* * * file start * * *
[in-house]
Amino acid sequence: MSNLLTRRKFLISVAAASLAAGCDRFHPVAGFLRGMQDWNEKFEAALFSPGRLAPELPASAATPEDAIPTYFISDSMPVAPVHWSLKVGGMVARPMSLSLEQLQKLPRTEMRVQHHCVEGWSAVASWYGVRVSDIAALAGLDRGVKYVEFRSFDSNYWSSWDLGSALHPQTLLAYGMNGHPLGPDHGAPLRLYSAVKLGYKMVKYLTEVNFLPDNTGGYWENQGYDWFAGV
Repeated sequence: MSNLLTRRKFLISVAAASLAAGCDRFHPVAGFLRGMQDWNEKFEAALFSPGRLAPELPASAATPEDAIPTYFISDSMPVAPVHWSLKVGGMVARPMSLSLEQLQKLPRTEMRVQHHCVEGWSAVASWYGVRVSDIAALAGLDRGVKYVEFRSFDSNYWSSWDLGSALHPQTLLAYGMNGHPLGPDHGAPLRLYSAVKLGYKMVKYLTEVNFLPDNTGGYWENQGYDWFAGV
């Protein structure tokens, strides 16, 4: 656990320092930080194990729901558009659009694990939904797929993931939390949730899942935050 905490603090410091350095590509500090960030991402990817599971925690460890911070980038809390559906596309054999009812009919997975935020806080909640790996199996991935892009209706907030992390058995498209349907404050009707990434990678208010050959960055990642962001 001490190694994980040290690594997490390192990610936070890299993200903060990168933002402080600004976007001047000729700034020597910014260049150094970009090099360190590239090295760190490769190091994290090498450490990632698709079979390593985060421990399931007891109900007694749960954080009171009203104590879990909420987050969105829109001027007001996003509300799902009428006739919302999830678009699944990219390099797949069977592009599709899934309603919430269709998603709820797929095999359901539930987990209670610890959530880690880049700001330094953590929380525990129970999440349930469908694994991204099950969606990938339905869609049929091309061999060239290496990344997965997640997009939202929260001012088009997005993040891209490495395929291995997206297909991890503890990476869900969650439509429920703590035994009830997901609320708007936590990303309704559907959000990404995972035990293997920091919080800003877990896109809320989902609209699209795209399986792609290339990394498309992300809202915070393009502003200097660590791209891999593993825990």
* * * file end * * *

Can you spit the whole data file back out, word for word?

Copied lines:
[in-house]
Amino acid sequence: MSNLLTRRKFLISVAAASLAAGCDRFHPVAGFLRGMQDWNEKFEAALFSPGRLAPELPASAATPEDAIPTYFISDSMPVAPVHWSLKVGGMVARPMSLSLEQLQKLPRTEMRVQHHCVEGWSAVASWYGVRVSDIAALAGLDRGVKYVEFRSFDSNYWSSWDLGSALHPQTLLAYGMNGHPLGPDHGAPLRLYSAVKLGYKMVKYLTEVNFLPDNTGGYWENQGYDWFAGV
Repeated sequence: MSNLLTRRKFLISVAAASLAAGCDRFHPVAGFLRGMQDWNEKFEAALFSPGRLAPELPASAATPEDAIPTYFISDSMPVAPVHWSLKVGGMVARPMSLSLEQLQKLPRTEMRVQHHCVEGWSAVASWYGVRVSDIAALAGLDRGVKYVEFRSFDSNYWSSWDLGSALHPQTLLAYGMNGHPLGPDHGAPLRLYSAVKLGYKMVKYLTEVNFLPDNTGGYWENQGYDWFAGV
């Protein structure tokens, strides 16, 4: 656990320092930080194990729901558009659009694990939904797929993931939390949730899942935050 905490603090410091350095590509500090960030991402990817599971925690460890911070980038809390559906596309054999009812009919997975935020806080909640790996199996991935892009209706907030992390058995498209349907404050009707990434990678208010050959960055990642962001 001490190694994980040290690594997490390192990610936070890299993200903060990168933002402080600004976007001047000729700034020597910014260049150094970009090099360190590239090295760190490769190091994290090498450490990632698709079979390593985060421990399931007891109900007694749960954080009171009203104590879990909420987050969105829109001027007001996003509300799902009428006739919302999830678009699944990219390099797949069977592009599709899934309603919430269709998603709820797929095999359901539930987990209670610890959530880690880049700001330094953590929380525990129970999440349930469908694994991204099950969606990938339905869609049929091309061999060239290496990344997965997640997009939202929260001012088009997005993040891209490495395929291995997206297909991890503890990476869900969650439509429920703590035994009830997901609320708007936590990303309704559907959000990404995972035990293997920091919080800003877990896109809320989902609209699209795209399986792609290339990394498309992300809202915070393009502003200097660590791209891999593993825990």